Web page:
44 Articles tagged “Yesql”

The reason why I like Unicode a lot is because it allows me to code in text based environments and still have nice output. Today, we’re going to play with Regional Indicator Symbol, which is implemented as a Unicode combinaison of letters from 🇦 to 🇿. For instance, if you display 🇫 then 🇷 concatenated together, you get 🇫🇷. Let’s try that from our PostgreSQL prompt!

The modern calendar is a trap for the young engineer’s mind. We deal with the calendar on a daily basis and until exposed to its insanity it’s rather common to think that calendar based computations are easy. That’s until you’ve tried to do it once. A very good read about how the current calendar came to be the way it is now is Erik’s Naggum The Long, Painful History of Time.


Business logic is supposed to be the part of the application where you deal with customer or user facing decisions and computations. It is often argued that this part should be well separated from the rest of the technical infrastructure of your code. Of course, SQL and relational database design is meant to support your business cases (or user stories), so then we can ask ourselves if SQL should be part of your business logic implementation. Or actually, how much of your business logic should be SQL?


Sometimes you need to dive in an existing data set that you know very little about. Let’s say we’ve been lucky to have had a high level description of the business case covered by a database, and then access to it. Our next step is figuring out data organisation, content and quality. Our tool box: the world’s most advanced open source database, PostgreSQL, and its Structured Query Language, SQL.


How to Write SQL

Kris Jenkins cooked up a very nice way to embed SQL in your code: YeSQL for Clojure. The main idea is that you should be writing your SQL queries in .sql files in your code repository and maintain them there.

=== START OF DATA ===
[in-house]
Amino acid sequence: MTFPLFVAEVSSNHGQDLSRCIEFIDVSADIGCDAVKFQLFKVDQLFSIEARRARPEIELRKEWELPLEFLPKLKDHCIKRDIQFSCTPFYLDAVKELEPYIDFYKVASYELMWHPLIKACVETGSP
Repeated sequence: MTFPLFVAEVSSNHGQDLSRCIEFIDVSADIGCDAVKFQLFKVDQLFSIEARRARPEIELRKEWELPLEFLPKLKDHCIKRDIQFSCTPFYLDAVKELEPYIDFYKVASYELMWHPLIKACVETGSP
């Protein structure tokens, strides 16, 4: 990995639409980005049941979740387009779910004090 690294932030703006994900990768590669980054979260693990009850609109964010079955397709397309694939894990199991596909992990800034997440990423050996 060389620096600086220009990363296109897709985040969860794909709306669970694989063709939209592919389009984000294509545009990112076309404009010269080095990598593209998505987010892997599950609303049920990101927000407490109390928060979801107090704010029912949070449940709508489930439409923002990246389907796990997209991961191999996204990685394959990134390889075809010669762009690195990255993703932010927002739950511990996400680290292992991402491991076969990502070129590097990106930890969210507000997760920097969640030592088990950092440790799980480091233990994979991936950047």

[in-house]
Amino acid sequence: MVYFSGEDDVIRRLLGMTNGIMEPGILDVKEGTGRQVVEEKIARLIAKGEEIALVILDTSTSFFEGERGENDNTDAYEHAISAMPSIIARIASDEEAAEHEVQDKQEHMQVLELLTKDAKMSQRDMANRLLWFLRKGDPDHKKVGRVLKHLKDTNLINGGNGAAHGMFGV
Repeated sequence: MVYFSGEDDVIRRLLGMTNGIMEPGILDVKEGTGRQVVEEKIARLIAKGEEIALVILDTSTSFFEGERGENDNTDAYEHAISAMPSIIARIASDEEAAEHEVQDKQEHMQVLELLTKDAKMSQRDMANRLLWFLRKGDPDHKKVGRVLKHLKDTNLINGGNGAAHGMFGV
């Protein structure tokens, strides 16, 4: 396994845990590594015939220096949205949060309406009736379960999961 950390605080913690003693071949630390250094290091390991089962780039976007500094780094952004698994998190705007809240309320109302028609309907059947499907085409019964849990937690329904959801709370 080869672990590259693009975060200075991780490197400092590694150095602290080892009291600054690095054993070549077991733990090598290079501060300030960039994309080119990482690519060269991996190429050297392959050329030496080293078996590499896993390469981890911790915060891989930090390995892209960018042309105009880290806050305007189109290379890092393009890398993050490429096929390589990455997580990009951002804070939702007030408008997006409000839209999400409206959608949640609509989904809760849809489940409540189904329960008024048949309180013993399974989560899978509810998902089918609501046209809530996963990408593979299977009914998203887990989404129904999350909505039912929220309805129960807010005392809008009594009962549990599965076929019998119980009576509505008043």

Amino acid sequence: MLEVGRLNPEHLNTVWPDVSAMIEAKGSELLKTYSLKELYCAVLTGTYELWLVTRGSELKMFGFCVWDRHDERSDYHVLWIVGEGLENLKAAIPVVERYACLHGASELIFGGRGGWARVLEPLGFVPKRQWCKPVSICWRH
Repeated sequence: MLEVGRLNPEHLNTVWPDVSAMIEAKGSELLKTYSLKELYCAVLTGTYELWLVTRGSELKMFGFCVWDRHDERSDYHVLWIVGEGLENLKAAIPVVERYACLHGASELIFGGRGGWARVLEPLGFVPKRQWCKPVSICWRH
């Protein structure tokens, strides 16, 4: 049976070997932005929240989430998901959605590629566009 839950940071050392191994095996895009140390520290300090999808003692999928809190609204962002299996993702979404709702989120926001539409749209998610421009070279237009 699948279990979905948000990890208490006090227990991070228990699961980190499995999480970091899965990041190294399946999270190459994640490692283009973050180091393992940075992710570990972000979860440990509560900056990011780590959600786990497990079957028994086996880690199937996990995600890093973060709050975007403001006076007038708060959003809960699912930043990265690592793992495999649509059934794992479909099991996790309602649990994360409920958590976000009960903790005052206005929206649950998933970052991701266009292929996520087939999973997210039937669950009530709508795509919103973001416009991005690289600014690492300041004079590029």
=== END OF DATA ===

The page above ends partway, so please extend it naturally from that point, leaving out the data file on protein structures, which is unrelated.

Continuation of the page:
The idea is very good and it is now possible to find alternative implementations of the Clojure yesql library in other languages. Today, we are going to have a look at one of them for the python programming language: anosql.

A recent interview question that I had to review was spelled like this:

Find missing int element into array 1..100

Of course at first read I got it wrong, you have only one integer to look for into the array. So while the obvious idea was to apply classic sorting techniques and minimize array traversal to handle complexity (time and space), it turns out there’s a much simpler way to do it if you remember your math lessons from younger. But is it that much simpler?

Next month, Postgres Open 2014 is happening in Chicago, and I’ll have the pleasure to host a tutorial about PostgreSQL Extensions Writing & Using Postgres Extensions, and a talk aimed at developers wanting to make the best out of PostgreSQL, PostgreSQL for developers:

The tutorial is based on first hand experience on the PostgreSQL Extension Packaging System both as a user and a developer. It’s a series of practical use cases where using extensions will simplify your life a lot, and each of those practical use case is using real world data (thanks to pgloader).

En début de semaine se tenait le PHP Tour 2014 à Lyon, et j’ai eu le privilège d’y être invité afin de présenter comment Utiliser PostgreSQL en 2014.

À l’heure où le NoSQL passe de mode doucement, il est temps de se poser les bonnes questions vis à vis des technologies de bases de données à utiliser, comment et pourquoi. PostgreSQL entre de plein droit dans la case des SGBD relationnels classiques, aussi nous commencerons par étudier ce que de ces outils apportent.

Last week some PostgreSQL users, contributors and advocates have organized a really great conference in Stockholm, Sweden, where I had the please to give the following talk:

PostgreSQL is YeSQL! Nordic PostgreSQL Conference The conference was very well put together and the occasion to meet with plenty of well known PostgreSQL friends and newcomers to the community too. If you were there, I hope you had as much of a good time than I did!

Dimitri Fontaine

PostgreSQL Major Contributor

Open Source Software Engineer

France